Councilman Andrew Carter’s withdrawal from the San Luis Obispos mayor’s race for personal and financial reasons is understandable, but disappointing nonetheless. Carter is smart, experienced and well qualified, and we like his strong emphasis on the need to control city spending.
We were looking forward to robust debate between him and incumbent Mayor Jan Marx.
His withdrawal from the race creates a definite void and we urge others with relevant experience — such as a background in municipal government or prior political experience — to seriously consider filing. That’s not because we’ve lost confidence in Mayor Marx, but rather, because we believe that citizens are best served when they have achoice of strong candidates in every race, be it for city council, school board or community services district.
As Councilman Carter’s situation demonstrat, holding elected office does involve sacrifice.
Premium content for only $0.99
For the most comprehensive local coverage, subscribe today.
The pay has never been great, and since the fiscal crisis began, some elected officials have agreed to take pay freezes or pay cuts. The time commitment is huge, the hours can be irregular and there’s considerable homework. Also, be prepared to have every decision scrutinized and, in some cases, ridiculed or at least second-guessed.
Still interested? Great. Strong leadership is needed now if we’re to deal wisely with the challenges ahead. And those are considerable:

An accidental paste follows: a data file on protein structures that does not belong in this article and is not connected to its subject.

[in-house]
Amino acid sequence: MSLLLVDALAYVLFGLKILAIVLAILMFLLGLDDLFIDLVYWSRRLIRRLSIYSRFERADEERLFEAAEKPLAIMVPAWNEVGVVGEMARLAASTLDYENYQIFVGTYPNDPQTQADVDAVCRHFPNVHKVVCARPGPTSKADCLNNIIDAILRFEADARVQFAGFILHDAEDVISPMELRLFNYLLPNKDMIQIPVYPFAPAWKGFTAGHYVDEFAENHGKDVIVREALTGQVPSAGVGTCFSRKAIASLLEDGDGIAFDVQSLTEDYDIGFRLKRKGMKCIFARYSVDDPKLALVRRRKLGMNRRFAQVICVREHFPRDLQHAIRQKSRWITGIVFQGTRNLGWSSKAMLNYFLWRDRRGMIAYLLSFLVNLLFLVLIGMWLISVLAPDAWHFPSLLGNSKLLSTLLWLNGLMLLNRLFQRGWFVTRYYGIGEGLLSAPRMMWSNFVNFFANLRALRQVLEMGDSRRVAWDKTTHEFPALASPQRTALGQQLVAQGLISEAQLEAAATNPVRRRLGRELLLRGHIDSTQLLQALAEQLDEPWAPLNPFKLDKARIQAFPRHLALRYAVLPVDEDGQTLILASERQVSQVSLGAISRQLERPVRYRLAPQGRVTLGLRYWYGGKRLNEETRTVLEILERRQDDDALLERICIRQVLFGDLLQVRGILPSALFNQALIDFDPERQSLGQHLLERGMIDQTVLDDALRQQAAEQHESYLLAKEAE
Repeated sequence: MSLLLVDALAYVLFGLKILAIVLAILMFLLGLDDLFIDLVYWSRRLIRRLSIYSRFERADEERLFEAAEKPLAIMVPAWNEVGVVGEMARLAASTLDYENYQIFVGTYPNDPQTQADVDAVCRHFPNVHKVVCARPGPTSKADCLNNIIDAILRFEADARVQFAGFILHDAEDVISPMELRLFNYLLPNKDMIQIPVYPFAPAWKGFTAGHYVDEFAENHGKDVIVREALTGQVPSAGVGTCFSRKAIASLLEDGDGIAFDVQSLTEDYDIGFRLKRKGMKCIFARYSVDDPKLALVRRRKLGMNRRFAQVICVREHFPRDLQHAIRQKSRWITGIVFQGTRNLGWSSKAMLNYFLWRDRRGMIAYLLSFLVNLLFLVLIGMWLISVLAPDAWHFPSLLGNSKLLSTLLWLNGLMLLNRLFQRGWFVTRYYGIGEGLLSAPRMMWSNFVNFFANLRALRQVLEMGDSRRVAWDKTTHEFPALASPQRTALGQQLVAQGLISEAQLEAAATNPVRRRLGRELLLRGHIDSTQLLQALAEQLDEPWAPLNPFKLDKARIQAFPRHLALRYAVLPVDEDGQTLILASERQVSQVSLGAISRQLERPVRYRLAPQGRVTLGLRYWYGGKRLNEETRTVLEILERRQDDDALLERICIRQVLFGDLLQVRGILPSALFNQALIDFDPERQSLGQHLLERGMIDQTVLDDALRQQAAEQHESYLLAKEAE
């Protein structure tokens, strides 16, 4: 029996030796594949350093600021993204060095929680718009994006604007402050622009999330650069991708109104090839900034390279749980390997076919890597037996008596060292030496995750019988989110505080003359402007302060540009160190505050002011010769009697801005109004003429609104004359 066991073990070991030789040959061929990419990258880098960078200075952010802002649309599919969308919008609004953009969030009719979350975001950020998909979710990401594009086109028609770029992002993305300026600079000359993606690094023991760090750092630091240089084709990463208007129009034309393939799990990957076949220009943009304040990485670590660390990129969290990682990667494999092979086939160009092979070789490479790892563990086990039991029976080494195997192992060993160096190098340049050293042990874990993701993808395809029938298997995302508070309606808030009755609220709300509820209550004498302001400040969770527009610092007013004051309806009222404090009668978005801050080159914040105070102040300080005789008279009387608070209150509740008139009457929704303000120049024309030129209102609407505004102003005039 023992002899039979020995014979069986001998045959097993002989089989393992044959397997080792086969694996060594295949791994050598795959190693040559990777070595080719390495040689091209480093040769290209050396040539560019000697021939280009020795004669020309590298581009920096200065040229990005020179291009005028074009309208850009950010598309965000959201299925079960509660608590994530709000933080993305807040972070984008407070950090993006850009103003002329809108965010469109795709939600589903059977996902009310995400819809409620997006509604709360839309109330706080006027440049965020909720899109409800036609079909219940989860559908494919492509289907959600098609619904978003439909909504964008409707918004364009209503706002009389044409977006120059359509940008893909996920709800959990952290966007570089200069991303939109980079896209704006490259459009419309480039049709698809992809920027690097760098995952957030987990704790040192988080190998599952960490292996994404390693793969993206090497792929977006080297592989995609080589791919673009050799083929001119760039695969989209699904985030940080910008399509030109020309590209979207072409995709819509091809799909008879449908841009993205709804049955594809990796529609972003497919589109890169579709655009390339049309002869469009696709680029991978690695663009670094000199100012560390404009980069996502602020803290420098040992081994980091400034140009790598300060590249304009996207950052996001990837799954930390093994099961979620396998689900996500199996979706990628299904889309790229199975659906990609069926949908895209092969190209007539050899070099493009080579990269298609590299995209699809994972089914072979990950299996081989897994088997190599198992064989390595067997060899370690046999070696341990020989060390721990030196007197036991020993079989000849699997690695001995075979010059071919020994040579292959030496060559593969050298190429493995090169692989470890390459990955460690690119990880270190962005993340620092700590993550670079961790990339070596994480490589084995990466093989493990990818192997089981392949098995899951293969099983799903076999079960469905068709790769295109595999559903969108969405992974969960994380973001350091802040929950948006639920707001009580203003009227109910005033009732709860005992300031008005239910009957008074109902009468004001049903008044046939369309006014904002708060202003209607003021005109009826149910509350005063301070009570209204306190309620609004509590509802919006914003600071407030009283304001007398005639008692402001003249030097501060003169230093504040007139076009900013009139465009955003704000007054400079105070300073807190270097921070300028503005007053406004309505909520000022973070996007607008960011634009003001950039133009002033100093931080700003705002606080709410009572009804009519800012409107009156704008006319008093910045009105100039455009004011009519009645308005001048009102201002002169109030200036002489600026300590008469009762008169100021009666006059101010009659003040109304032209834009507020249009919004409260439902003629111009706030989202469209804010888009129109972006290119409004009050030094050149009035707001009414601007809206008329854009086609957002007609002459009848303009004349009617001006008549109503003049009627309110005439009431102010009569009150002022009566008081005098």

Cities, school districts and other local governments continue to struggle with budgets depleted by falling tax revenues and state takeaways — and it will only get worse if voters don’t pass a statewide sales tax increase in November.
Some local communities are dealing with water shortages; others have roads and other infrastructure badly in need of repair.
Local governments face new state regulations limiting greenhouse gas emissions.
And even at the local level, governments are grappling with how to best help constituents cope with joblessness, homelessness, poverty and hunger.
Not discouraged yet?
Then take note: The last day to file election papers is Aug. 10, though the deadline will be extended to Aug. 15 for races in which an incumbent doesn’t file for re-election.
Complete information on filing for school board and special district elections is on the County Elections website, www.slocounty.ca.gov/clerk/elections.
Information on mayoral and city council elections is available on each city’s website. (Note: Morro Bay will not have an election for mayor or council, since the winners were determined in the primary election.)
We offer our thanks, in advance, to all the candidates who are willing to stand for office. Whatever the outcome on Nov. 6, you’re doing a huge service by giving voters the opportunity to choose.
Editorials are the opinion of The Tribune.